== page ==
By David Stockman
That 4% market correction in July was quick and virtually painless. Not missing a beat after the market briefly tested 1900 then, the dip buyers came roaring back — gunning for the 2000 marker on the S&P 500, confident that longs were not selling and that shorts had long ago been obliterated. Needless to say, bubblevision had its banners ready to crawl triumphantly across the screen.
When the algos finally did print the magic 2000 number, it represented a 200% gain from the March 2009 lows. And to complete the symmetry, the S&P 500 thereby clocked in at exactly 20 times the last twelve months’ reported earnings based on consistent historical pension accounting.
The bulls said not to worry because the market is still “cheap” — like it always is, until it isn’t. Yet now more than ever is the time to keep the champagne corked. The stock charts show an outsized skunk in the woodpile, while the economic data completely belie the sizzling gains in risk asset prices that have been racked up during the last 65 months.
Even more crucially, the Wall Street casino’s puppeteers at the Fed more or less admitted at Jackson Hole that they are utterly lost in Keynesian voodoo. To put it generously, Yellen’s speech amounted to a vaporous word cloud wrapped in incoherent double-talk.
In this context, Lance Roberts, of STA Wealth Management, recently published a stock chart that shows why “S&P 2000” is yet another signal that a giant financial train wreck is waiting to happen.
For a fleeting moment six years ago, the thundering 50% plunge of the stock indices caused a crisis of confidence in the Wall Street casino that had been fostered over two decades by Greenspan and Bernanke.
During that short season of trauma and disbelief, the idea briefly resonated that prosperity cannot be built on towering mountains of debt and egregious stimulation and manipulation of financial markets by the central bank.
But then began the greatest flood of monetary expansion ever conceived, with Professor Ben Bernanke leading the charge. So doing, he claimed to be combating a Great Depression 2.0 that never threatened based on Milton Friedman’s complaint about the alleged Fed mistakes of 1930-1933 that never happened.
I documented these immense urban legends in my book, The Great Deformation. Suffice it to say that the thousands of mainly country banks which closed in the early 1930s were actually insolvent, not victims of Fed inattention; and that the short, sharp recession of 2008-09 involved the unavoidable liquidation of housing bubble inventory and jobs, not the onset of a depressionary plunge into an economic black hole.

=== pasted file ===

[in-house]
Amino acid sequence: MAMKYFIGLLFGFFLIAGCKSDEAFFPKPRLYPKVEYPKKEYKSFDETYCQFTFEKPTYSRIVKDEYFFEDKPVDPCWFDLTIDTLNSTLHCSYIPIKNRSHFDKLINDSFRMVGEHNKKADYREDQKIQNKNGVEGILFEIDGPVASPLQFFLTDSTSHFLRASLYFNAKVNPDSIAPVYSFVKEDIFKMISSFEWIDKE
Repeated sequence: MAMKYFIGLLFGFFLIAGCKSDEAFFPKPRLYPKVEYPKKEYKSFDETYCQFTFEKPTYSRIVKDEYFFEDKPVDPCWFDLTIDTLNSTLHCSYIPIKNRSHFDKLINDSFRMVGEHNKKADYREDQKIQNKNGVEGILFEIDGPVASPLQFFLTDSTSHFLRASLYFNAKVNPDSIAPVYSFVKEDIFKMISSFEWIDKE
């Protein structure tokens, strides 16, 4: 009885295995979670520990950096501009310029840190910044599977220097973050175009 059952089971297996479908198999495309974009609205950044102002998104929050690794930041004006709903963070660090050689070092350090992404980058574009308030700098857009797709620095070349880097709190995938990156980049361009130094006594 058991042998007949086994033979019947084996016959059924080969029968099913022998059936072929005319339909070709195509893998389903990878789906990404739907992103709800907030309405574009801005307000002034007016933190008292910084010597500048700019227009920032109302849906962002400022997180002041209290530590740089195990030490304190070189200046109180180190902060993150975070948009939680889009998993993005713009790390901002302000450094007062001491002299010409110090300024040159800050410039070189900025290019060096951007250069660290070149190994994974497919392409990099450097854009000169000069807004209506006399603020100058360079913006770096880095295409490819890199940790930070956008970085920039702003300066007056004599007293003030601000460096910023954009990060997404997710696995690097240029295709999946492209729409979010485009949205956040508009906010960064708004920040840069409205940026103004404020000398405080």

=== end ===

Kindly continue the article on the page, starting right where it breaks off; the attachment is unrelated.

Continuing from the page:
Nevertheless, Bernanke doubled the Fed’s balance sheet from $850 billion (built-up over 94 years) to $1.8 trillion during the seven weeks after the Lehman event; and then by the thirteen week mark in early December 2008 he had nearly tripled it to the $2.3 trillion.
Moreover, once the genie of rampant money printing was out of the bottle, it did not take long to invent the pretexts for quantitative easing in its quick succession of phases and details. In a historical heartbeat, the balance sheet of the Fed soared to $4.5 trillion, eviscerating the last remnants of honest price discovery on Wall Street as it rambled upward.
The graph below is blinding proof that the S&P 500 is now a complete creature of central bank liquidity and manipulation. Like clockwork, the dips have become shallower and the rebounds more resilient. Given the faltering nature of the domestic recovery since 2009 and the self-evident headwinds issuing from all points in the global economy there is not a snowball’s chance that this chart would have been generated on the free market in response to honest price discovery along the way:
Just consider the most recent economic data. Even before the inevitable markdown of second quarter GDP in the next revision, real final sales posted at just a tepid 2% gain versus prior year. That was exactly the same as the 2% year over year real final sales gain posted in the second quarter of 2013, and down slightly from the 2.2% year over year gain recorded in Q2 2012.
Altogether, the real economy has been stuck dead center in the 2% zone since the Great Recession officially bottomed in June 2009. Setting aside the footballing of quarterly inventory figures, in fact, real final sales have grown at just 1.7% per annum during the last 60 months.
Needless to say, there is nothing remotely that weak in modern financial history. What has taken the stock market up is relentless multiple expansion and a dangerous over-valuation of corporate profits. The latter represents an economic aberration which has been achieved due to central bank policies that have made debt artificially cheap and labor inordinately expensive.
The fruits of these distortions are evident in these two graphs:
An economy that is not creating breadwinner jobs, gains in real household incomes and real increases in productive assets is not remotely worth 20 times earnings. It is only a matter of time before another black swan event like the Lehman bankruptcy shatters confidence in the Fed’s con game, causing the pleasant undulations in Lance Roberts’ chart above to give way to another dizzying plunge.
To be sure, the Fed is a serial bubble machine. But even it cannot defy economic gravity indefinitely.